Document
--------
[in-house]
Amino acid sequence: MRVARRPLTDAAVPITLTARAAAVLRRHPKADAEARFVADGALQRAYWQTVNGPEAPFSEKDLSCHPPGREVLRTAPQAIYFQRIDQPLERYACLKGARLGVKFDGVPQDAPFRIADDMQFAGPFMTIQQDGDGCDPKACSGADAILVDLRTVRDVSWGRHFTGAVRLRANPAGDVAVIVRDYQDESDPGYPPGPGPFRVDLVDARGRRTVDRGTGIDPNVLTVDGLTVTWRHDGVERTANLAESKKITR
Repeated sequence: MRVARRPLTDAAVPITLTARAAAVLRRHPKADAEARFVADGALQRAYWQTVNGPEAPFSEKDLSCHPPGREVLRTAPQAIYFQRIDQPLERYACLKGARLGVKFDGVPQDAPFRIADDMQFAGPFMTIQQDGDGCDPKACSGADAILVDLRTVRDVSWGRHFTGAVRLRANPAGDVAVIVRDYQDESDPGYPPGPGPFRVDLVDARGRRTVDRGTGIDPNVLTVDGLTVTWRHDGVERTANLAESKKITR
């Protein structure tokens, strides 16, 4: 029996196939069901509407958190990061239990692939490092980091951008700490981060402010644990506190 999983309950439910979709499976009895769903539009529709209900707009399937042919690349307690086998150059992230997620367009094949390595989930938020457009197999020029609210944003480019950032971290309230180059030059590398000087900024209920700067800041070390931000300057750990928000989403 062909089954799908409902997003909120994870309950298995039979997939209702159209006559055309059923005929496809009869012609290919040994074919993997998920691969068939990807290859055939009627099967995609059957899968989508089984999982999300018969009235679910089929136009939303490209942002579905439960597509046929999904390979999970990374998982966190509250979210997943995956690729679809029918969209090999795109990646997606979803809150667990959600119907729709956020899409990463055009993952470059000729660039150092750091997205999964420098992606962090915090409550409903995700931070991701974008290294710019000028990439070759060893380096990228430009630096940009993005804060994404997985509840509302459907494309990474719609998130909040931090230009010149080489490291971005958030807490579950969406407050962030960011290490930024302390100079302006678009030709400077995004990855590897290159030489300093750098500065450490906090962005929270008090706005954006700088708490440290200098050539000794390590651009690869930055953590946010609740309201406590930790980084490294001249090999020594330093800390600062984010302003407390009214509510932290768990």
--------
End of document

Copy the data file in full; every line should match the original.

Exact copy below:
[in-house]
Amino acid sequence: MRVARRPLTDAAVPITLTARAAAVLRRHPKADAEARFVADGALQRAYWQTVNGPEAPFSEKDLSCHPPGREVLRTAPQAIYFQRIDQPLERYACLKGARLGVKFDGVPQDAPFRIADDMQFAGPFMTIQQDGDGCDPKACSGADAILVDLRTVRDVSWGRHFTGAVRLRANPAGDVAVIVRDYQDESDPGYPPGPGPFRVDLVDARGRRTVDRGTGIDPNVLTVDGLTVTWRHDGVERTANLAESKKITR
Repeated sequence: MRVARRPLTDAAVPITLTARAAAVLRRHPKADAEARFVADGALQRAYWQTVNGPEAPFSEKDLSCHPPGREVLRTAPQAIYFQRIDQPLERYACLKGARLGVKFDGVPQDAPFRIADDMQFAGPFMTIQQDGDGCDPKACSGADAILVDLRTVRDVSWGRHFTGAVRLRANPAGDVAVIVRDYQDESDPGYPPGPGPFRVDLVDARGRRTVDRGTGIDPNVLTVDGLTVTWRHDGVERTANLAESKKITR
């Protein structure tokens, strides 16, 4: 029996196939069901509407958190990061239990692939490092980091951008700490981060402010644990506190 999983309950439910979709499976009895769903539009529709209900707009399937042919690349307690086998150059992230997620367009094949390595989930938020457009197999020029609210944003480019950032971290309230180059030059590398000087900024209920700067800041070390931000300057750990928000989403 062909089954799908409902997003909120994870309950298995039979997939209702159209006559055309059923005929496809009869012609290919040994074919993997998920691969068939990807290859055939009627099967995609059957899968989508089984999982999300018969009235679910089929136009939303490209942002579905439960597509046929999904390979999970990374998982966190509250979210997943995956690729679809029918969209090999795109990646997606979803809150667990959600119907729709956020899409990463055009993952470059000729660039150092750091997205999964420098992606962090915090409550409903995700931070991701974008290294710019000028990439070759060893380096990228430009630096940009993005804060994404997985509840509302459907494309990474719609998130909040931090230009010149080489490291971005958030807490579950969406407050962030960011290490930024302390100079302006678009030709400077995004990855590897290159030489300093750098500065450490906090962005929270008090706005954006700088708490440290200098050539000794390590651009690869930055953590946010609740309201406590930790980084490294001249090999020594330093800390600062984010302003407390009214509510932290768990």